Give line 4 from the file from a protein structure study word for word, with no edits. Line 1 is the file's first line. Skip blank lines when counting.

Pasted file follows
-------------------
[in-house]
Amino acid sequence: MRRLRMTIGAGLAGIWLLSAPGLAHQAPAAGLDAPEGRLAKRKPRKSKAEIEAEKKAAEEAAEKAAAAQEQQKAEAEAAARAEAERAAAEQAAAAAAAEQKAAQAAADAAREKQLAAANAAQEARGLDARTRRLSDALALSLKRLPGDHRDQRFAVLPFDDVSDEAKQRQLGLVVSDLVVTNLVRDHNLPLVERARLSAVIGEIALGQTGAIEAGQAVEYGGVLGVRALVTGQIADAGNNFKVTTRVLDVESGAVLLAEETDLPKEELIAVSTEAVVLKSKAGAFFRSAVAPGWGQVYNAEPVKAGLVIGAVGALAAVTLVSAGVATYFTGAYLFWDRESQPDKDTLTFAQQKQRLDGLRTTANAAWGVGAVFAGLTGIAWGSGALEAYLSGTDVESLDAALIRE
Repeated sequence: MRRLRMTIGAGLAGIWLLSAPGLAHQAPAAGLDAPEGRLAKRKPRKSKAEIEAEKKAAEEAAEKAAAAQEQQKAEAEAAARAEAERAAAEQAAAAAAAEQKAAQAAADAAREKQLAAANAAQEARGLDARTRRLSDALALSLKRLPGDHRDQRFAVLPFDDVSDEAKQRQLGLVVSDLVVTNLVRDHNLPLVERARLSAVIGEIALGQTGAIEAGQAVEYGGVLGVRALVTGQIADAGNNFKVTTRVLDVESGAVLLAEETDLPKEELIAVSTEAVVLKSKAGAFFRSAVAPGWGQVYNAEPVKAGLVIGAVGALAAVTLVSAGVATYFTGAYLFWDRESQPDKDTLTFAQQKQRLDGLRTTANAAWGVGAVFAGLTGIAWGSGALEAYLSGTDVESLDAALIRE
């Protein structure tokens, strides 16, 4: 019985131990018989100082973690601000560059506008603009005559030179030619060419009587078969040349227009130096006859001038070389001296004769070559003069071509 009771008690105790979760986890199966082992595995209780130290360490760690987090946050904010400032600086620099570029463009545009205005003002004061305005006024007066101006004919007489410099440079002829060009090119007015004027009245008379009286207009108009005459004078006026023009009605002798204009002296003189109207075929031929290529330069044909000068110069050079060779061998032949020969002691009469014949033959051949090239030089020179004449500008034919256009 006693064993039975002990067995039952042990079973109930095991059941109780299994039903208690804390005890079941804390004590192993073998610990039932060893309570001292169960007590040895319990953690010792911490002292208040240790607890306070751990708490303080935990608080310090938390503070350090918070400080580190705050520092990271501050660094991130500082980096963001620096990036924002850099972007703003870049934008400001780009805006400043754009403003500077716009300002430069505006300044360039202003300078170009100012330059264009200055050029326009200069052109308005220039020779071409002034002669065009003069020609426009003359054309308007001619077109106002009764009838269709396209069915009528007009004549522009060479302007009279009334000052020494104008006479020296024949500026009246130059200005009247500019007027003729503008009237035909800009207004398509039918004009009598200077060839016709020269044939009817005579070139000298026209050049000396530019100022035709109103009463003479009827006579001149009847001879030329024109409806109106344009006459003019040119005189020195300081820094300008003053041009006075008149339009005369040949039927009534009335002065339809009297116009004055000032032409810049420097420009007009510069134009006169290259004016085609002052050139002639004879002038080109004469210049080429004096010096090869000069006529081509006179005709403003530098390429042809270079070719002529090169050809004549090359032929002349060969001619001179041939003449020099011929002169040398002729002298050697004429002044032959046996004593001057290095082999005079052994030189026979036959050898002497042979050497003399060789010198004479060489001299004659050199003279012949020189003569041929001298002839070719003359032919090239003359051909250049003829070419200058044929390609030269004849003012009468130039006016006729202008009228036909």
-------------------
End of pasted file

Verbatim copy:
């Protein structure tokens, strides 16, 4: 019985131990018989100082973690601000560059506008603009005559030179030619060419009587078969040349227009130096006859001038070389001296004769070559003069071509 009771008690105790979760986890199966082992595995209780130290360490760690987090946050904010400032600086620099570029463009545009205005003002004061305005006024007066101006004919007489410099440079002829060009090119007015004027009245008379009286207009108009005459004078006026023009009605002798204009002296003189109207075929031929290529330069044909000068110069050079060779061998032949020969002691009469014949033959051949090239030089020179004449500008034919256009 006693064993039975002990067995039952042990079973109930095991059941109780299994039903208690804390005890079941804390004590192993073998610990039932060893309570001292169960007590040895319990953690010792911490002292208040240790607890306070751990708490303080935990608080310090938390503070350090918070400080580190705050520092990271501050660094991130500082980096963001620096990036924002850099972007703003870049934008400001780009805006400043754009403003500077716009300002430069505006300044360039202003300078170009100012330059264009200055050029326009200069052109308005220039020779071409002034002669065009003069020609426009003359054309308007001619077109106002009764009838269709396209069915009528007009004549522009060479302007009279009334000052020494104008006479020296024949500026009246130059200005009247500019007027003729503008009237035909800009207004398509039918004009009598200077060839016709020269044939009817005579070139000298026209050049000396530019100022035709109103009463003479009827006579001149009847001879030329024109409806109106344009006459003019040119005189020195300081820094300008003053041009006075008149339009005369040949039927009534009335002065339809009297116009004055000032032409810049420097420009007009510069134009006169290259004016085609002052050139002639004879002038080109004469210049080429004096010096090869000069006529081509006179005709403003530098390429042809270079070719002529090169050809004549090359032929002349060969001619001179041939003449020099011929002169040398002729002298050697004429002044032959046996004593001057290095082999005079052994030189026979036959050898002497042979050497003399060789010198004479060489001299004659050199003279012949020189003569041929001298002839070719003359032919090239003359051909250049003829070419200058044929390609030269004849003012009468130039006016006729202008009228036909």